Getting a Better Understanding of the Metric System:
Implications if Adopted by the United States [Report and Executive Summary]
CED-78-128A: Published: Oct 20, 1978. Publicly Released: Oct 20, 1978.
- Full Report:
Many believe that a decision has already been made to adopt the metric system in the United States. In fact, many think that conversion is mandatory, especially among small businesses and the general public. Although the Metric Conversion Act of 1975 provides for a continuation of the existing policy allowing for voluntary conversion, the current policy has been misinterpreted and, within this context, attempts have been made to convert to the metric system.
The 1975 act and its legislative history show that national policy is not to prefer one system over another, and there is insufficient evidence to support or refute the belief that conversion to the metric system in the United States is inevitable. Costs will be incurred for education, converting computer systems and databases, changing laws, maintaining inventories, and changing product sizes. Before voluntarily deciding to convert, there should be a clear understanding of the policy, knowledge of the costs of benefits involved, an assessment of the impact on the sector involved and any related sectors, and a determination of the impact on consumers.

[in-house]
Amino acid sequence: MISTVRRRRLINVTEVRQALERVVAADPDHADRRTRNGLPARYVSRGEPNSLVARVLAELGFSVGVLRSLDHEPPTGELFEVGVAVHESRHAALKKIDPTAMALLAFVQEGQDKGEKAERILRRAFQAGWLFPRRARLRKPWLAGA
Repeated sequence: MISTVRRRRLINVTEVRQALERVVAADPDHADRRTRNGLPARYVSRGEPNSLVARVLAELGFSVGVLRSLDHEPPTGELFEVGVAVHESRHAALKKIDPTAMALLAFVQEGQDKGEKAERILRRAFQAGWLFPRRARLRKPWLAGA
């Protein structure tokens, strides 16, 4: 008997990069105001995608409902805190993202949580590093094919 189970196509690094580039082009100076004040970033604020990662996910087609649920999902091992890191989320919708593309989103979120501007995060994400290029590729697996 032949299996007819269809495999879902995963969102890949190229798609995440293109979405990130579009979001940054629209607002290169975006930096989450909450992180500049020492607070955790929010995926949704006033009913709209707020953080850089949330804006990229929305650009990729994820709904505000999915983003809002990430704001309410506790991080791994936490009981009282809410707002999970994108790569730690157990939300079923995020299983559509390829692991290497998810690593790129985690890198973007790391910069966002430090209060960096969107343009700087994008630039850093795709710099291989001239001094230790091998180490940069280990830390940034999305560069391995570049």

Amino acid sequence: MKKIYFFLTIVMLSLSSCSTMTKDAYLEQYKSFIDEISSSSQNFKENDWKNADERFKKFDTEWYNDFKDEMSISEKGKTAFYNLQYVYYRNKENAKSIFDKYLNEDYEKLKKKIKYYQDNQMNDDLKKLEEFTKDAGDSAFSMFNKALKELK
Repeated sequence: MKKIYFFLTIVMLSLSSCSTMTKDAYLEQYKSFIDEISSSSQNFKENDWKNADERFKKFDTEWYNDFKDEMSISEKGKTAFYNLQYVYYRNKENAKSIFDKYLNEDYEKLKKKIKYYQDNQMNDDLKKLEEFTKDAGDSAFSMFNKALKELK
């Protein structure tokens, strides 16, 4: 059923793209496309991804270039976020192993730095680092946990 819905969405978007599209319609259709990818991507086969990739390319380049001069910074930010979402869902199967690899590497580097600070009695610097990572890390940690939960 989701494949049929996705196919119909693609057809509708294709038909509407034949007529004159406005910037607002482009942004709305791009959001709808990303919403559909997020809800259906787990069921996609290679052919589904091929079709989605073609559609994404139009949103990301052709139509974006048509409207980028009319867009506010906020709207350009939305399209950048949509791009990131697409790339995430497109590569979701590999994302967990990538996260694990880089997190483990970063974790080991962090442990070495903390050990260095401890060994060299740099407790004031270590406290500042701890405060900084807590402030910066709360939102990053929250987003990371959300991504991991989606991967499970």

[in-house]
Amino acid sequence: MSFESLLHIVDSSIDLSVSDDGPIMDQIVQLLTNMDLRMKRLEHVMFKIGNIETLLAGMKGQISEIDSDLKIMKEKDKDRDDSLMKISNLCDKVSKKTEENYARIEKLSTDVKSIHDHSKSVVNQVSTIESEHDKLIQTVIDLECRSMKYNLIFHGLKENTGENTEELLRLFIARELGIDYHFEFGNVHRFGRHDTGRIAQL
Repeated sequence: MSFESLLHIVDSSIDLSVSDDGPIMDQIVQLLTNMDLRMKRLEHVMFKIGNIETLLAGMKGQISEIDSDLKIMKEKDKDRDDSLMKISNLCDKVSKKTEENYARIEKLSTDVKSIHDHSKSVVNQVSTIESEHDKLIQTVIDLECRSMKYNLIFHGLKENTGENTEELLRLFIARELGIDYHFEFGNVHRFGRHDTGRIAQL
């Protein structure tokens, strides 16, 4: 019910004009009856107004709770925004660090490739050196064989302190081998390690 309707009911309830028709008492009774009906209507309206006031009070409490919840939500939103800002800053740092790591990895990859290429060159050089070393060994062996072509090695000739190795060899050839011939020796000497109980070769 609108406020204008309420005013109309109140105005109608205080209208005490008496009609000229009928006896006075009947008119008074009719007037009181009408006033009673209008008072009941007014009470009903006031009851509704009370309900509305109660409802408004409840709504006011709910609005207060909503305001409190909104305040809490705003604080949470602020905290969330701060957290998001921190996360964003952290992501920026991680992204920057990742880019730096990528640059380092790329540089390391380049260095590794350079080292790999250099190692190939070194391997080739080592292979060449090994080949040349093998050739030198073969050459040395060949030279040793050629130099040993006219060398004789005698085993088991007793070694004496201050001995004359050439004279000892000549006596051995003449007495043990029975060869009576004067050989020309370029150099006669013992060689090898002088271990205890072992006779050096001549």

Recommendation for Executive Action
Comments: Please call 202/512-6100 for additional information.
Recommendation: The U.S. Metric Board should: inform the American people that conversion to the metric system is strictly voluntary and that the national policy does not favor the metric system over the customary system, or vice versa; ensure that its policies and actions do not advocate or discourage the use of one system over the other; hold public hearings on those conversion plans that affect the general public; give consideration to those conversion activities that have already taken place when planning and coordinating conversion activities of U.S. industries involving the adoption of international standards; and develop avenues through which the States may define their roles and coordinate appropriate voluntary conversion activities among other States under the current national policy. The Director of the Office of Management and Budget should, in working with the U.S. Metric Board, clarify for Federal agencies what they are expected to do with regard to planning and coordinating any increased use of the metric system and ensure that Federal agencies establish policies consistent with the intent of the Metric Conversion Act.